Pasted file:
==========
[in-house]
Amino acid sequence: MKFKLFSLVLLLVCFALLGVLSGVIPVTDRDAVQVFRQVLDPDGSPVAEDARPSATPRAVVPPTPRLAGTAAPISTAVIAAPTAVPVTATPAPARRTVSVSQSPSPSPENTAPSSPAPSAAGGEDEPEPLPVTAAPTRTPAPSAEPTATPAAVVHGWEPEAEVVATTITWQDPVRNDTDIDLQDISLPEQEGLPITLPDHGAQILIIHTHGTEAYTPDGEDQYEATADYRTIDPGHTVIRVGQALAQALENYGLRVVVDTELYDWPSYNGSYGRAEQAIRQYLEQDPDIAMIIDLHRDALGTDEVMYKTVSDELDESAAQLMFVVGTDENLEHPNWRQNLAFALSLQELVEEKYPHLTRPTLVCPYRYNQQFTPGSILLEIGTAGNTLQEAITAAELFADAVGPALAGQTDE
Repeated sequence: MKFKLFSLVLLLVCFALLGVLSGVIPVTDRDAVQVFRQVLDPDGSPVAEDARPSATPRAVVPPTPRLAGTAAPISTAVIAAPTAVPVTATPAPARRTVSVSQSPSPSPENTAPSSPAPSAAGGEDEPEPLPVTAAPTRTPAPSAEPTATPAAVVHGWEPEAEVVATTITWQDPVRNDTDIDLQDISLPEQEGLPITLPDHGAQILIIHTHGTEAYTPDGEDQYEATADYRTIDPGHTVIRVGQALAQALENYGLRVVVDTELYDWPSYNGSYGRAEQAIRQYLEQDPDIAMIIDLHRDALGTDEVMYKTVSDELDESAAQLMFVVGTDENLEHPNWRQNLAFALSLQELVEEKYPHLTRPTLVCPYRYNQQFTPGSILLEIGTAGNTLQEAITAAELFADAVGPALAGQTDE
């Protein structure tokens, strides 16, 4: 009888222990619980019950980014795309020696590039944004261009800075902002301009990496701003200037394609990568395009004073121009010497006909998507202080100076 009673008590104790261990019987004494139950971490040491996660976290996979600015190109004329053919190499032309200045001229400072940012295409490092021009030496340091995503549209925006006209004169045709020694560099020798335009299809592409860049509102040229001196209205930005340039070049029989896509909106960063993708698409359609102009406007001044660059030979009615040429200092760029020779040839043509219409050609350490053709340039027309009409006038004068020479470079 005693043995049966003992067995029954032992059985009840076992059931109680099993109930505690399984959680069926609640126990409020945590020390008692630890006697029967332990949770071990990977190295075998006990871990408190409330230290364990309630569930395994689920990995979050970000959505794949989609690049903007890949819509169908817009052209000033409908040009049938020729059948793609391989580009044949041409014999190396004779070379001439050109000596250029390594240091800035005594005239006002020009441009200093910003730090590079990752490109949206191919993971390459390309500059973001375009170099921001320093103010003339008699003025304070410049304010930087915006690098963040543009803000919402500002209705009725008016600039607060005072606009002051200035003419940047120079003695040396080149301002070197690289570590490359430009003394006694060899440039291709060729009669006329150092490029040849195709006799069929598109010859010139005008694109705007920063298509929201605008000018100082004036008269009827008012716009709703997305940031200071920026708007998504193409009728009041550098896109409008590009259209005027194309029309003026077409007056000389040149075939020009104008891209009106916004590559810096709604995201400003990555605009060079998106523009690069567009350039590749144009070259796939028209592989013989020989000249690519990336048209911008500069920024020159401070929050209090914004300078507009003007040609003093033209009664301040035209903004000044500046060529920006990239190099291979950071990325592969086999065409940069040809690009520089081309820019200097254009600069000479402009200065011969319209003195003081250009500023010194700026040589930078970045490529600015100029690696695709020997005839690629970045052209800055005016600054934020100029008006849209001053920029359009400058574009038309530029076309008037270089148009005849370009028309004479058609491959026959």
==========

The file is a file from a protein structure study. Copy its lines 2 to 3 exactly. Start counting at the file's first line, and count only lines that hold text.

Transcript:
Amino acid sequence: MKFKLFSLVLLLVCFALLGVLSGVIPVTDRDAVQVFRQVLDPDGSPVAEDARPSATPRAVVPPTPRLAGTAAPISTAVIAAPTAVPVTATPAPARRTVSVSQSPSPSPENTAPSSPAPSAAGGEDEPEPLPVTAAPTRTPAPSAEPTATPAAVVHGWEPEAEVVATTITWQDPVRNDTDIDLQDISLPEQEGLPITLPDHGAQILIIHTHGTEAYTPDGEDQYEATADYRTIDPGHTVIRVGQALAQALENYGLRVVVDTELYDWPSYNGSYGRAEQAIRQYLEQDPDIAMIIDLHRDALGTDEVMYKTVSDELDESAAQLMFVVGTDENLEHPNWRQNLAFALSLQELVEEKYPHLTRPTLVCPYRYNQQFTPGSILLEIGTAGNTLQEAITAAELFADAVGPALAGQTDE
Repeated sequence: MKFKLFSLVLLLVCFALLGVLSGVIPVTDRDAVQVFRQVLDPDGSPVAEDARPSATPRAVVPPTPRLAGTAAPISTAVIAAPTAVPVTATPAPARRTVSVSQSPSPSPENTAPSSPAPSAAGGEDEPEPLPVTAAPTRTPAPSAEPTATPAAVVHGWEPEAEVVATTITWQDPVRNDTDIDLQDISLPEQEGLPITLPDHGAQILIIHTHGTEAYTPDGEDQYEATADYRTIDPGHTVIRVGQALAQALENYGLRVVVDTELYDWPSYNGSYGRAEQAIRQYLEQDPDIAMIIDLHRDALGTDEVMYKTVSDELDESAAQLMFVVGTDENLEHPNWRQNLAFALSLQELVEEKYPHLTRPTLVCPYRYNQQFTPGSILLEIGTAGNTLQEAITAAELFADAVGPALAGQTDE